The gamification term has become popular over the last few years. Professor Werbach from Pennsylvania University defines gamification as, “the use of game elements and game design techniques in non-game contexts” (Gamification MOOC in Coursera 2015) . If you’re producing engaging elearning in my view it seems almost impossible not to be using at least some features of gamification.
I’m currently engaged in a gamification MOOC in Coursera, although I’ve participated in other gamification MOOCs, this one in particular encouraged me to reflect about gamification in my learning/elearning design.
I have been using gamification features in teaching and instructional design long before the term became mainstream. The reason for this is that gamification and good quality learning share many of the same features and foundations.
Here is a taste of what gamification and good quality learning have in common:
A business goal and objectives
Both should start with a well defined business goal and then specific objectives for how to meet this business goal. Solutions are built to achieve the business goal and motivate certain behaviours of the target audience or players.
Engaging and fun
To make a difference in learning design or gamification it is critical that the experience is engaging, fun, and memorable. Game theory examines and breaks down what fun looks like and how solutions (both gamification and learning) can utilise the different features of fun to get results.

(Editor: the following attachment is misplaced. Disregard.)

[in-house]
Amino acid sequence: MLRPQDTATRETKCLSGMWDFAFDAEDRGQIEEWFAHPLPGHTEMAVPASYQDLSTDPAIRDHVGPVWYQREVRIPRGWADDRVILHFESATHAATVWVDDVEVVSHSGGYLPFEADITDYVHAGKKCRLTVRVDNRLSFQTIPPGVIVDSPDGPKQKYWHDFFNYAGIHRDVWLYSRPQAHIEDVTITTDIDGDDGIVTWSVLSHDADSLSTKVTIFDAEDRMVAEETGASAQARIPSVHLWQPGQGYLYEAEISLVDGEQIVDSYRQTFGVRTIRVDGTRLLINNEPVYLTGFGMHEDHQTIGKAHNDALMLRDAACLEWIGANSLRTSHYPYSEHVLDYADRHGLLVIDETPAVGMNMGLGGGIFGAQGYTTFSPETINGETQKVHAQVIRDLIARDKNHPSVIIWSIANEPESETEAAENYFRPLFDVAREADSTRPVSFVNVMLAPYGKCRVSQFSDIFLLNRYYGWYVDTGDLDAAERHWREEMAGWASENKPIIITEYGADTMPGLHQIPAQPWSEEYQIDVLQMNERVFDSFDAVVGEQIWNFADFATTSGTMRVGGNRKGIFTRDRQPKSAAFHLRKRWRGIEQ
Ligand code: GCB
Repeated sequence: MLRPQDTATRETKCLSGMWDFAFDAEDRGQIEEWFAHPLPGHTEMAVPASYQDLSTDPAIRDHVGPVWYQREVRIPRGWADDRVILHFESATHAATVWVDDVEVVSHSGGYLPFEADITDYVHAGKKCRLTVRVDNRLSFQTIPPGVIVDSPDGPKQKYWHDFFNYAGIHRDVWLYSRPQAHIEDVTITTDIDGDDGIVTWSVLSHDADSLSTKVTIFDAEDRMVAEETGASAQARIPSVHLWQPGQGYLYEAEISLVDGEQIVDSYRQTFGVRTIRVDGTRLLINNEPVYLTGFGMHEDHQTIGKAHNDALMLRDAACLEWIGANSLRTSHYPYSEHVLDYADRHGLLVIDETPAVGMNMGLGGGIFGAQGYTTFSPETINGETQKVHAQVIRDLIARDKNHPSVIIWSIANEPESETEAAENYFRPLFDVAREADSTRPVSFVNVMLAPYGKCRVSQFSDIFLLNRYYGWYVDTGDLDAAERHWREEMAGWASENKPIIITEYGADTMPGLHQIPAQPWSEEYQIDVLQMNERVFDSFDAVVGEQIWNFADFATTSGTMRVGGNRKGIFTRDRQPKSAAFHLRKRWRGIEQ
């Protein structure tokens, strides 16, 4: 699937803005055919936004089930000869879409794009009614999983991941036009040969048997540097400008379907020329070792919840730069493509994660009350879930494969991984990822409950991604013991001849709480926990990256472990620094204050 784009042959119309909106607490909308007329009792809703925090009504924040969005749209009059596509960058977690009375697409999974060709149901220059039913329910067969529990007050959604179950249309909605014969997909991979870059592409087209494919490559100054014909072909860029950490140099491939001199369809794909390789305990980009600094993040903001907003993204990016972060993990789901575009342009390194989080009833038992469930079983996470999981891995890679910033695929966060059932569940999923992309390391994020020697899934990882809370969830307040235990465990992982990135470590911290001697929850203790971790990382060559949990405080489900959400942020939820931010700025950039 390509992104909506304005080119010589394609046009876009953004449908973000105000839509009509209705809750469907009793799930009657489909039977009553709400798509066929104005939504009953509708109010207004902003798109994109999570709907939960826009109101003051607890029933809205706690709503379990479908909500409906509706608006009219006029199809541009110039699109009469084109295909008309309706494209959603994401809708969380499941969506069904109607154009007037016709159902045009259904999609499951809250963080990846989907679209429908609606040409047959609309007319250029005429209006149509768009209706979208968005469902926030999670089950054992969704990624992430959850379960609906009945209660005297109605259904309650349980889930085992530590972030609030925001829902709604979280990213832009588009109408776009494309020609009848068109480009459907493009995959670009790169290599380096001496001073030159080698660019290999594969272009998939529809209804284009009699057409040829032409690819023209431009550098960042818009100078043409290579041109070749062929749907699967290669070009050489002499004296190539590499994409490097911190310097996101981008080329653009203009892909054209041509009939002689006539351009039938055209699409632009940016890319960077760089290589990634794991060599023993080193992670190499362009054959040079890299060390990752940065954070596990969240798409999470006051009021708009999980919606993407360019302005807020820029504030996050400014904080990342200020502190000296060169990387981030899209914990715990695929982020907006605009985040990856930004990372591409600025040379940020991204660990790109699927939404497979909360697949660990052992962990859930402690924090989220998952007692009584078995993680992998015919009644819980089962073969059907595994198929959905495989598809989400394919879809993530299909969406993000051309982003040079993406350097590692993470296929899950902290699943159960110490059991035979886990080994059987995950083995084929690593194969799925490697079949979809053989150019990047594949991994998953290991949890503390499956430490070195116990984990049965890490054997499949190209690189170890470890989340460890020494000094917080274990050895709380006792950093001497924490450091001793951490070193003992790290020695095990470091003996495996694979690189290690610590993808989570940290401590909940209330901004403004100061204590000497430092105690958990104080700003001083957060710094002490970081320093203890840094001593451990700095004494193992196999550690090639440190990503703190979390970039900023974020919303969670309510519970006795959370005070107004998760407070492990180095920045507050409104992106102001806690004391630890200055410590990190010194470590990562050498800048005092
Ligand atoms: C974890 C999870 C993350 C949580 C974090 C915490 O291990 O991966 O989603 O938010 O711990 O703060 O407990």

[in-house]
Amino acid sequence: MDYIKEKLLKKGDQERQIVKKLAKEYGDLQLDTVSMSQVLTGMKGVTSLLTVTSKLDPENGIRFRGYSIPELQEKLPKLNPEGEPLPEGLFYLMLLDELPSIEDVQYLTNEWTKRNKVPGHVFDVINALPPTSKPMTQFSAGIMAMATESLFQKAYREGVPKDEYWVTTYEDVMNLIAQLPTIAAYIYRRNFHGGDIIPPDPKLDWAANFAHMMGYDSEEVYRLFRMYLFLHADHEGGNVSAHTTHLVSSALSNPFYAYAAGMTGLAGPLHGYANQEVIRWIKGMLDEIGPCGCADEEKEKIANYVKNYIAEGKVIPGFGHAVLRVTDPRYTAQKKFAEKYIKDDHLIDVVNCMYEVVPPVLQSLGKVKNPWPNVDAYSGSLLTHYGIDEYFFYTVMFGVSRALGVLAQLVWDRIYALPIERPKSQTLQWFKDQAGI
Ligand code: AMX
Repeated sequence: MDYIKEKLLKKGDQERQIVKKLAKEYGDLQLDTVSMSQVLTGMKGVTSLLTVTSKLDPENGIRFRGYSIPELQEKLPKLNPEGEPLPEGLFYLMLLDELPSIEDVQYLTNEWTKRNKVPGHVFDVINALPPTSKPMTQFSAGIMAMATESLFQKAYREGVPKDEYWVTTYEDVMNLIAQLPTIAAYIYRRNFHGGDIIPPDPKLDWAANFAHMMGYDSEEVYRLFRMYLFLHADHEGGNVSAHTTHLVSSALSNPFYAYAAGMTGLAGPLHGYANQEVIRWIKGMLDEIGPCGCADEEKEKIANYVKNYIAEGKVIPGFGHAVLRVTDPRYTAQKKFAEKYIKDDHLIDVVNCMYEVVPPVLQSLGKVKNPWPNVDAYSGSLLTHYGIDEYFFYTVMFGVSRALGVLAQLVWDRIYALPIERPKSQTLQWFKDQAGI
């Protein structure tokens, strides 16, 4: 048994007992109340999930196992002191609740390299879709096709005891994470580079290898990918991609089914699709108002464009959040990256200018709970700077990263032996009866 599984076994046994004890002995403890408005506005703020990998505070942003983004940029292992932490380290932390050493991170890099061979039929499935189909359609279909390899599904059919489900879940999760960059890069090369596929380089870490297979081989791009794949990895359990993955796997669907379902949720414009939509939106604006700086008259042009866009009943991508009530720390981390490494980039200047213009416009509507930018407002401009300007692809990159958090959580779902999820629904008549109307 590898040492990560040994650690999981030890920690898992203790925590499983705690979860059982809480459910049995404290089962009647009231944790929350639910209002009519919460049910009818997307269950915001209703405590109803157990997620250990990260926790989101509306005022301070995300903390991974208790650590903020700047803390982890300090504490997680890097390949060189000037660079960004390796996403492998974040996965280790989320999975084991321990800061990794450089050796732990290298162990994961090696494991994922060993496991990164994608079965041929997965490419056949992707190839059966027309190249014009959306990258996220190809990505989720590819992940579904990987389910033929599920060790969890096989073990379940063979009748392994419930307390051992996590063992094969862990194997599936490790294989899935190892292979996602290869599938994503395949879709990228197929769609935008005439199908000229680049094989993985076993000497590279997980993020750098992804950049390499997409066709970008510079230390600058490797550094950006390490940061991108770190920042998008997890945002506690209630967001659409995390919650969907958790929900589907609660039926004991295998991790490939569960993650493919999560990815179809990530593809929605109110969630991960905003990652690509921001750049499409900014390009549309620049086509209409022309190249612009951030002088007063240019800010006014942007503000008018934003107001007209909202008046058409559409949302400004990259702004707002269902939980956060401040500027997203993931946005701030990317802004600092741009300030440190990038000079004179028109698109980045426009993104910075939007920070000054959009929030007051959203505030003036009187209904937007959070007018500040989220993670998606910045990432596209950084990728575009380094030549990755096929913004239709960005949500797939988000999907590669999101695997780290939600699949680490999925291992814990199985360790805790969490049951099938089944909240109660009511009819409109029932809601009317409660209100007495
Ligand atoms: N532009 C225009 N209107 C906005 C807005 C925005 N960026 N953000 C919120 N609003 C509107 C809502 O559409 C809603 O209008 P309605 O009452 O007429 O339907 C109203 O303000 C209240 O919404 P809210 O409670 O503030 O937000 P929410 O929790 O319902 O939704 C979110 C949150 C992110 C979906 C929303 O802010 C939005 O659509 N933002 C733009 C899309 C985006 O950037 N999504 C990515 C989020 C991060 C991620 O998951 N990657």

Fun is important and makes life more enjoyable, but that’s not what it’s all about… it’s also about motivation. Both gamification and learning design address how the target audience (or players) can be motivated to continue the desired behaviour after the intervention has occurred. They both have strong foundations in motivational psychology to achieve better results for desired behaviour.
Practice, challenge and progression towards success
It’s not a single one off event but something more engaging. Having opportunities to practice and a sense of challenge and progression are valuable. How can you turn your learning design into an experience rather than an event?
Learning about gamification is a great way to refine learning design. So much scientific research has been done on motivation and how to engage people in games. Why not borrow these lessons learnt and apply them to learning design and/or other contexts.
I’d love to hear your thoughts about gamification and how it applies to learning design? Follow me to hear more.